You also make very good points about the language. Here, where none of our bodies are visible, I think perhaps keeping “fat” inclusive of everyone who’s not slim and using it in ways that clearly are not pejorative is a good idea. In regular day to day dealings with people who are larger than I am and frustrated, I’m still not sure what to do. After all, a very large person who can easily lose weight if only they did a moderate amount of exercise and diet improvements is facing a totally different situation than I am: I can neither lose nor gain weight through any amount of effort. Maybe in the end, we need different words for people who are out of shape and people who have a naturally “fat” body type.

    If we’re going to judge anything, we should be judging one’s fitness, which is NOT indicated by visible fat or the lack thereof. There are really large people who run marathons. There are really skinny people who can’t walk up a flight of stairs without a rest at the top (whereas I can jog up them and have a conversation all the way).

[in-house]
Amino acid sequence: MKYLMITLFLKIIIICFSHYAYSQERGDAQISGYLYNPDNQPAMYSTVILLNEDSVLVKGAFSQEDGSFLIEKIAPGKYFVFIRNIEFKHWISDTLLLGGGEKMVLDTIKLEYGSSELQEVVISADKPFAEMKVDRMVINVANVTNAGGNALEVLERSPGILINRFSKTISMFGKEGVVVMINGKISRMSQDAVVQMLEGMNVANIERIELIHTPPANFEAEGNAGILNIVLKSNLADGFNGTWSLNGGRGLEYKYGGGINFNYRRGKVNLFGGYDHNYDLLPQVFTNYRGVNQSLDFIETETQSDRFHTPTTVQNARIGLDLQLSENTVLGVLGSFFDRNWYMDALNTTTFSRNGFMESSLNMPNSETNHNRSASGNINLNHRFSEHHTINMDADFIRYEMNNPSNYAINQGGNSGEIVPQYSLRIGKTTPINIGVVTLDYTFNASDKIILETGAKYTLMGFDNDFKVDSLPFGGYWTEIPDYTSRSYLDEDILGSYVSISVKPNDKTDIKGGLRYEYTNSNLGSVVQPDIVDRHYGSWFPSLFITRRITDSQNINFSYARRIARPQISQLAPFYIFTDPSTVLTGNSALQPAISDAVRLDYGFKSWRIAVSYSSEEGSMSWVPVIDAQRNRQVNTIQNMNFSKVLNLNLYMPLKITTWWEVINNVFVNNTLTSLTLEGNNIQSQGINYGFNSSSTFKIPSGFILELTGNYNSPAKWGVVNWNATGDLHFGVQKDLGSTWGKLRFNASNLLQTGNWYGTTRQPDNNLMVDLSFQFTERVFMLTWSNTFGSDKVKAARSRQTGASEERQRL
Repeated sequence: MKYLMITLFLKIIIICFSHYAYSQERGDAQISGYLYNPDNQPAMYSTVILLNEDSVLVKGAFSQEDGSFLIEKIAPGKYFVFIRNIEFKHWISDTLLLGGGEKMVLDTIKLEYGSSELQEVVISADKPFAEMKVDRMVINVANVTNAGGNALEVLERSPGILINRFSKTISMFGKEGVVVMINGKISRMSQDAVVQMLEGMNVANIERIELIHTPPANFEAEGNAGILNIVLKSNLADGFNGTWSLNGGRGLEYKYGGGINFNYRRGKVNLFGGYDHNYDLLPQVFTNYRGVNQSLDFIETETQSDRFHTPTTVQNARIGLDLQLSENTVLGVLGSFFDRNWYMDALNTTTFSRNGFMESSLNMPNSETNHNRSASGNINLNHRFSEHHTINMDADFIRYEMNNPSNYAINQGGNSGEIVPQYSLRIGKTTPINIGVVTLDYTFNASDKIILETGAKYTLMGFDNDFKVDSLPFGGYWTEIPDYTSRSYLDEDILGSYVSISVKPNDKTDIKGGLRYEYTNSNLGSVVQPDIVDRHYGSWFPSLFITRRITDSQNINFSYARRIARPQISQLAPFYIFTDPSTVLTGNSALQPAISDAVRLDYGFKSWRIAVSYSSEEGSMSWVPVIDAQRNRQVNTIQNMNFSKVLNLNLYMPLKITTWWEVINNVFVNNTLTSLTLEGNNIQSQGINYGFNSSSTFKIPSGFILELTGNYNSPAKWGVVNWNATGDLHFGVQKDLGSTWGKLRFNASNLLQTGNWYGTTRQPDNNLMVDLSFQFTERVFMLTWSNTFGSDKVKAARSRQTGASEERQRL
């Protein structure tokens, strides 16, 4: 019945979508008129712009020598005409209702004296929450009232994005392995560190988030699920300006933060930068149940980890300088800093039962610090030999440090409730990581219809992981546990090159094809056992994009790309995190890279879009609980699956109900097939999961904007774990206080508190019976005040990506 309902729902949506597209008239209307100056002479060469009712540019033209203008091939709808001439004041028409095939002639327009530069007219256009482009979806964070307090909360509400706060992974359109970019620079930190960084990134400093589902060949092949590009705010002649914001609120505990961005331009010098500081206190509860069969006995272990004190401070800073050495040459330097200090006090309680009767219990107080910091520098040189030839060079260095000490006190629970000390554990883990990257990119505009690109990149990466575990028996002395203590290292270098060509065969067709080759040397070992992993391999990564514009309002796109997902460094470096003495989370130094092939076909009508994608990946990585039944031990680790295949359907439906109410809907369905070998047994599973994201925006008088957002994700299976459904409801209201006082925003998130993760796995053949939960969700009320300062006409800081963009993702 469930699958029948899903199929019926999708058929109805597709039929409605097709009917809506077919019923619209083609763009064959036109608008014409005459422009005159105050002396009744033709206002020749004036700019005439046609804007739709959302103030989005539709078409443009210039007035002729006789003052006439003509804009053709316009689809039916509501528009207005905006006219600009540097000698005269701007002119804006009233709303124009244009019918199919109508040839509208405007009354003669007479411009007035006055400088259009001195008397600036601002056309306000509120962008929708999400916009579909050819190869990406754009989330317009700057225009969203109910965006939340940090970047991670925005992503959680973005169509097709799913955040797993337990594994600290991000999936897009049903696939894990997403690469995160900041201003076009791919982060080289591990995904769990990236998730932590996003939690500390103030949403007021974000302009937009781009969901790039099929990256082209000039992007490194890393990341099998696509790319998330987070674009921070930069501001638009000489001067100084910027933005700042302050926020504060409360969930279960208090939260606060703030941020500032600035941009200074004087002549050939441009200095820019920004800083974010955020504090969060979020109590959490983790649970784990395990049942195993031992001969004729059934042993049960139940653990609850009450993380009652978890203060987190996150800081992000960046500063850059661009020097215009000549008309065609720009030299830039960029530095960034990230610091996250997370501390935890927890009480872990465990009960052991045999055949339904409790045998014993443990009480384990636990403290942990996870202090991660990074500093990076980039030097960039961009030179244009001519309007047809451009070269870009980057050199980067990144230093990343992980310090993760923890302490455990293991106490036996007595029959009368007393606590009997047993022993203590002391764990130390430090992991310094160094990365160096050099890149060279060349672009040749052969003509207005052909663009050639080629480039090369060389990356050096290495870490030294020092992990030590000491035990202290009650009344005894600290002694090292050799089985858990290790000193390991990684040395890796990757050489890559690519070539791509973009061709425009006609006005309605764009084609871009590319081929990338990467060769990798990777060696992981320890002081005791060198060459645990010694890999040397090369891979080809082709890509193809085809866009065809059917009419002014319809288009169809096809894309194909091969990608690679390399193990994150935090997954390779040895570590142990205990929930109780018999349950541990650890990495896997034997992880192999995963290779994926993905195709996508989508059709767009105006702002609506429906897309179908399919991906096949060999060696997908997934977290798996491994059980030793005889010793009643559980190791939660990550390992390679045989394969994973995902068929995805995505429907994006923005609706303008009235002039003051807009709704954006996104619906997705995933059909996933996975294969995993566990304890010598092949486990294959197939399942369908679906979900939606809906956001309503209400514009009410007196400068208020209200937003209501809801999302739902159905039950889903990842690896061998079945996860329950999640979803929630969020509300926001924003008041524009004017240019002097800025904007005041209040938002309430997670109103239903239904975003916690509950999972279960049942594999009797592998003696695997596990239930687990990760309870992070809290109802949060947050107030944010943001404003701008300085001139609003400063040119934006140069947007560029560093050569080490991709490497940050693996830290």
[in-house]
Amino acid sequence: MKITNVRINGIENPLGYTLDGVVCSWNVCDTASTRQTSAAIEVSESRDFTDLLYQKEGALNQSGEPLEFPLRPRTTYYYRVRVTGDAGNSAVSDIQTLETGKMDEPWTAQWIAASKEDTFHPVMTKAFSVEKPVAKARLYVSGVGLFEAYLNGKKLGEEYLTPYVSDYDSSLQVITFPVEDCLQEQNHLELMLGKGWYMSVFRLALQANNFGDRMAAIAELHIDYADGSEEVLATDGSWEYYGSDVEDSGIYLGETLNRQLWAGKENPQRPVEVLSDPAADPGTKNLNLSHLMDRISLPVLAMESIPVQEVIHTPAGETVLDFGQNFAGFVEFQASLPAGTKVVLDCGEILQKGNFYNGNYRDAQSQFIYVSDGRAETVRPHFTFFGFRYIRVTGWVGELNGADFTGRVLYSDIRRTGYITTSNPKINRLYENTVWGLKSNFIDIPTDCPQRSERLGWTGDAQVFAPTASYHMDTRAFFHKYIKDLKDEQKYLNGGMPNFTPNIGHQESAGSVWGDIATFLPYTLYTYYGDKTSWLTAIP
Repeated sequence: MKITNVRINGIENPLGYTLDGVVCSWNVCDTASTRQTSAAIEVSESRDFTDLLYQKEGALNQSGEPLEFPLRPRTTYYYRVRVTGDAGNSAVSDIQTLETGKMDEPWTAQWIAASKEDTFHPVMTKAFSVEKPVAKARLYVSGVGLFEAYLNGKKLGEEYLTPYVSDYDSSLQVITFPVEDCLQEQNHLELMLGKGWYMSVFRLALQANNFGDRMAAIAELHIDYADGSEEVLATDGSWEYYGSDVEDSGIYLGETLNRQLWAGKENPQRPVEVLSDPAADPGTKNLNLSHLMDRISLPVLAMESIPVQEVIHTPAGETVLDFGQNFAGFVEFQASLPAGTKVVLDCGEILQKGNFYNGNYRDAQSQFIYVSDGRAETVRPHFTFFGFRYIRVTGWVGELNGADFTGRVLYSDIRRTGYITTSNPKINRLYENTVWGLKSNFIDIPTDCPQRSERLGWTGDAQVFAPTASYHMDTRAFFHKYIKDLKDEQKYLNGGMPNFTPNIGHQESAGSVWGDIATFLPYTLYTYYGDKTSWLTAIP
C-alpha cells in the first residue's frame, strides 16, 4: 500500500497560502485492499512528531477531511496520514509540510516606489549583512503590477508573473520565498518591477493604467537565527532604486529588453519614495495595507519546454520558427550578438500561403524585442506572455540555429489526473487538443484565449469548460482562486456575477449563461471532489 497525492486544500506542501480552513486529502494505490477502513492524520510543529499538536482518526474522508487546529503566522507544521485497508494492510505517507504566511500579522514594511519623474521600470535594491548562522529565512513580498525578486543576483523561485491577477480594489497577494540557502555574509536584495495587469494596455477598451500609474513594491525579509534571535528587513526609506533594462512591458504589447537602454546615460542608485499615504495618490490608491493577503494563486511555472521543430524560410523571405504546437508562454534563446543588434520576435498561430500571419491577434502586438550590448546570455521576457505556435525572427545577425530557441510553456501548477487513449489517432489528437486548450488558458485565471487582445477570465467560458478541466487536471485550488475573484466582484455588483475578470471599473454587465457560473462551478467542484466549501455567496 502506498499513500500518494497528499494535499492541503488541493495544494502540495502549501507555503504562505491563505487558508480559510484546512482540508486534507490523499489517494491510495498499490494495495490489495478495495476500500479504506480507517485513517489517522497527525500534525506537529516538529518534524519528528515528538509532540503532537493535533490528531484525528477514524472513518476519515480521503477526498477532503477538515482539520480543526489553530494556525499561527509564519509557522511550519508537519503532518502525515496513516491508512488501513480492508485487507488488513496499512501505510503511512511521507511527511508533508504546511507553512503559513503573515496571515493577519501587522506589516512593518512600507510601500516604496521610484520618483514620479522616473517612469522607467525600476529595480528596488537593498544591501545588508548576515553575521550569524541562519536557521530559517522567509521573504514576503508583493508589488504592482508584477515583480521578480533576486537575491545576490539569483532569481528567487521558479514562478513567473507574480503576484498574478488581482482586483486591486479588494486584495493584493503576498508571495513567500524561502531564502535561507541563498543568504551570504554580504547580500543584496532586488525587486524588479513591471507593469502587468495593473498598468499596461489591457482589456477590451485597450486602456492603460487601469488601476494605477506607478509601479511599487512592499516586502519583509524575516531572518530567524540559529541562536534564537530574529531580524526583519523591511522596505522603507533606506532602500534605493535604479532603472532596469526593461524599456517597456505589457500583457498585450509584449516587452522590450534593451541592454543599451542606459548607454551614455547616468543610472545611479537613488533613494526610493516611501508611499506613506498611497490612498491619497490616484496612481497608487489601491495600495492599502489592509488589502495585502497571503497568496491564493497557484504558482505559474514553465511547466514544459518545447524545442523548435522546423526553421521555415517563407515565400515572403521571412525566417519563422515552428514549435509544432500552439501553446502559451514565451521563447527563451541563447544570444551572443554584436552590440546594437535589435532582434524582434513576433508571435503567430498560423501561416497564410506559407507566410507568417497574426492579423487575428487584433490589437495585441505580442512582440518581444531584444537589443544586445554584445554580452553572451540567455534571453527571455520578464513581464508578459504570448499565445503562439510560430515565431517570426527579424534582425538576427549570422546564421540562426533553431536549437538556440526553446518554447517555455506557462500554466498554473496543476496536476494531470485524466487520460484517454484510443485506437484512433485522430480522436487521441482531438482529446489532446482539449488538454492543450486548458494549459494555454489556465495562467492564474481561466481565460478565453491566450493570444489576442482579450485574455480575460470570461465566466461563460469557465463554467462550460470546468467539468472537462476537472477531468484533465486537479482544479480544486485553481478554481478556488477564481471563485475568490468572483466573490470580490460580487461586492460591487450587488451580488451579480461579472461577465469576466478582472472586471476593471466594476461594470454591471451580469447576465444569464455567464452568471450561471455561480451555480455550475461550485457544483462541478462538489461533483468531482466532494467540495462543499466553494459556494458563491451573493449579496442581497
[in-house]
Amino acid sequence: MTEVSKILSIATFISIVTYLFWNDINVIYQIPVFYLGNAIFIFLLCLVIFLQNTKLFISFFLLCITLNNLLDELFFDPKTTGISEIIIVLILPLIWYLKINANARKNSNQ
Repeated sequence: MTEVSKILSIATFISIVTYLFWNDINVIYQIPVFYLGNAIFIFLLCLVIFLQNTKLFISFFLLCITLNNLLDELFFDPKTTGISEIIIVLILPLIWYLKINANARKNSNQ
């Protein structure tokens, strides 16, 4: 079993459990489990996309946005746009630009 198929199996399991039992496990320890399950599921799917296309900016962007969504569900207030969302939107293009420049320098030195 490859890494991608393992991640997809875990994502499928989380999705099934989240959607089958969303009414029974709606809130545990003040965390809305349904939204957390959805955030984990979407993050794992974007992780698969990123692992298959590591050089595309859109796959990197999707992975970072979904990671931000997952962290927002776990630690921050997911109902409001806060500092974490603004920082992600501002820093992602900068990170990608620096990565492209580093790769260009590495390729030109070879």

But fat is visual, and people are lazy, so we desperately want this to be a quick and easy way to judge people. Like some people still desperately want to use skin color to judge intelligence.

  25. Patience St. James says

    Lea, fancy seeing you here!

    While I find the Junkfood Science blog to be quite interesting, I don’t know that I buy her readings of the science. What she seems to say (overall) is that being obese–fat to the point of causing yourself serious harm, by Lea’s definition, which I think is quite good–is not actually harmful. I don’t think I buy that argument.